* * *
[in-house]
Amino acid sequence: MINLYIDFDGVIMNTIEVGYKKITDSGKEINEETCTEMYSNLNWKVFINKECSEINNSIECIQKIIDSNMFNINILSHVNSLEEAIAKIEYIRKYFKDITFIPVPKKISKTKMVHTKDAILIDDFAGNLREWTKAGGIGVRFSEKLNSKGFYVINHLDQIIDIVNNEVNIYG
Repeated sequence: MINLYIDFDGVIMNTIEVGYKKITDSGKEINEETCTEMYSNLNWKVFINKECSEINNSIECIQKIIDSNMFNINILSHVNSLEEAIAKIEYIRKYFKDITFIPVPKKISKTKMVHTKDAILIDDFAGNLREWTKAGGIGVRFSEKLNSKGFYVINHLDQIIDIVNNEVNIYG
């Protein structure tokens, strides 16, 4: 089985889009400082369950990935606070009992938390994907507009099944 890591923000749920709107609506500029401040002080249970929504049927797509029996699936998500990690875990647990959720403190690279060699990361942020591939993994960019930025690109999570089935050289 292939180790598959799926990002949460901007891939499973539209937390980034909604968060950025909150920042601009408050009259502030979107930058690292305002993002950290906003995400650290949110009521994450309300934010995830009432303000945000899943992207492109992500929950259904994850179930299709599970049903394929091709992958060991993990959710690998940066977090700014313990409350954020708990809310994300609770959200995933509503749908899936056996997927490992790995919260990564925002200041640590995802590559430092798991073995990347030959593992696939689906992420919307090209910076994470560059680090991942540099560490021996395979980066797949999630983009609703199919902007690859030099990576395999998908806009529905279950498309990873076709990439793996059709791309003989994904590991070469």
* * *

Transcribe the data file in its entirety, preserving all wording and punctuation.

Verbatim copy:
[in-house]
Amino acid sequence: MINLYIDFDGVIMNTIEVGYKKITDSGKEINEETCTEMYSNLNWKVFINKECSEINNSIECIQKIIDSNMFNINILSHVNSLEEAIAKIEYIRKYFKDITFIPVPKKISKTKMVHTKDAILIDDFAGNLREWTKAGGIGVRFSEKLNSKGFYVINHLDQIIDIVNNEVNIYG
Repeated sequence: MINLYIDFDGVIMNTIEVGYKKITDSGKEINEETCTEMYSNLNWKVFINKECSEINNSIECIQKIIDSNMFNINILSHVNSLEEAIAKIEYIRKYFKDITFIPVPKKISKTKMVHTKDAILIDDFAGNLREWTKAGGIGVRFSEKLNSKGFYVINHLDQIIDIVNNEVNIYG
């Protein structure tokens, strides 16, 4: 089985889009400082369950990935606070009992938390994907507009099944 890591923000749920709107609506500029401040002080249970929504049927797509029996699936998500990690875990647990959720403190690279060699990361942020591939993994960019930025690109999570089935050289 292939180790598959799926990002949460901007891939499973539209937390980034909604968060950025909150920042601009408050009259502030979107930058690292305002993002950290906003995400650290949110009521994450309300934010995830009432303000945000899943992207492109992500929950259904994850179930299709599970049903394929091709992958060991993990959710690998940066977090700014313990409350954020708990809310994300609770959200995933509503749908899936056996997927490992790995919260990564925002200041640590995802590559430092798991073995990347030959593992696939689906992420919307090209910076994470560059680090991942540099560490021996395979980066797949999630983009609703199919902007690859030099990576395999998908806009529905279950498309990873076709990439793996059709791309003989994904590991070469």